Dozens killed as tornadoes lay waste to southern US
Federal United States authorities rushed aid to southern states on Monday after powerful tornadoes cut a path through Oklahoma, Arkansas, Mississippi, Alabama and North Carolina, before petering out in Virginia—killing 44 people and reducing entire towns to rubble along the way.
Distraught residents and business owners were trying to piece their lives back together after a weekend of disaster, particularly for worst-hit North Carolina, where 22 people died.
“There are individual assistance teams going out to the counties that have had tornado damage,” emergency management spokeswoman Patty McQuillan said.
More than 30 000 homes and business were still without power in the state, where stricken families were separating out material and vegetative debris and dragging it to the nearest roadside to be picked up.
“For those people who have insurance, they will be taken care of through their insurance companies,” McQuillan said. “For those people with no insurance, they should take photos of the damage and go ahead and start their clean-up.
“If the teams find 25 or more businesses in a particular county with uninsured losses that are more than 40% damaged, then the state will write a letter to the president asking for federal assistance.”
The tragedy began late Thursday in Oklahoma, where a giant twister almost flattened the small town of Tushka—population 350—tearing up most of its homes and businesses and killing two elderly residents.
The storm system strengthened and expanded on Friday, whipping up hundreds more reported tornadoes that barreled through Arkansas, Mississippi, Alabama and North Carolina, before petering out in Virginia on Saturday night.
“It’s the most significant damage by a tornado since the early 1980s,” North Carolina Governor Beverly Perdue told reporters in Raleigh on Sunday.
Among seven people killed in Alabama were a mother and her two children sheltering inside their mobile home when it was thrown about 150m into the woods, landing on its roof.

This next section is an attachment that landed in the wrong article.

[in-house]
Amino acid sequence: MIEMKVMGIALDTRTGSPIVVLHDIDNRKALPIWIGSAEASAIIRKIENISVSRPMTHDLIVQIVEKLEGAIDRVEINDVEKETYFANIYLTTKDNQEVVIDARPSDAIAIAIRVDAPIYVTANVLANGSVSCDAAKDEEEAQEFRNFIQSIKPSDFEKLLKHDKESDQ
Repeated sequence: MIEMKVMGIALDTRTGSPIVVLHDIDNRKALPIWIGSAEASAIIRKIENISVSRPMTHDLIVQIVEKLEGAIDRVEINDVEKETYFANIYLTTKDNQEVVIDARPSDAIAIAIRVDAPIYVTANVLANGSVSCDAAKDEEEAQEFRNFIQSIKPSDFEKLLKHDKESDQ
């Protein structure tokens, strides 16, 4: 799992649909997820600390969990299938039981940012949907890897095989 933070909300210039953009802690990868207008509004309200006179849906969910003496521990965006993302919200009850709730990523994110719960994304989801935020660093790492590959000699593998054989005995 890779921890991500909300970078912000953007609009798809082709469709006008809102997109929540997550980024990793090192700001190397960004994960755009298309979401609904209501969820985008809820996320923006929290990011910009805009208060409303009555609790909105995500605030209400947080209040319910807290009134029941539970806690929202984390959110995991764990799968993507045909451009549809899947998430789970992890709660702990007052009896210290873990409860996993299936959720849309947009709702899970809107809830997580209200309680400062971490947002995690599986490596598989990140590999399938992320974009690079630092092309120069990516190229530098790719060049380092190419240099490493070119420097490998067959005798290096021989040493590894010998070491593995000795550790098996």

Seven others died in Arkansas, five in Virginia, and one in Mississippi.
“There’s no long-term idea of the economic damage at this point, people are still picking up pieces,” Virginia emergency management spokeswoman Laura Southard said.
“For the school that is heavily damaged they are trying to figure out how to complete the school year, they are not going to be able to return to that building. Many people are not able to return to their homes.”
Hundreds of survivors who lost their homes were staying with relatives until they could get themselves up and running again.
Falling trees snapped power lines and came crashing down on cars and houses, killing occupants and causing widespread damage. Witnesses described hailstones the size of grapefruit.
Virginia Governor Bob McDonnell traveled to the southeastern county of Gloucester on Monday, where three people died and others were injured when a tornado touched down over a 5km path.
“He spoke with first responders and local officials about what they’re doing in those areas to try to get back to normal, which is going to take a while, and expressed his sympathy for what had happened,” said Southard.
AccuWeather.com said a total of 267 tornadoes had been reported in 15 states over the three-day period, making it one of the largest tornado outbreaks in US history.
Experts said there had been three main contributory factors: a powerful jet stream, abundant moisture surging in from the Gulf of Mexico and a strong cold front plowing across the South.
“The strong La Nina pattern means that tremendous contrasts in air masses, with cool and dry air to the north and warm and steamy air to the south, are occurring over the Mississippi Valley. This puts many highly populated areas in the path of dangerous severe weather,” said meteorologist Henry Margusity.
The weekend storms were the deadliest in the United States since tornadoes killed 57 people in southern and central states in February 2008.—Sapa-AFP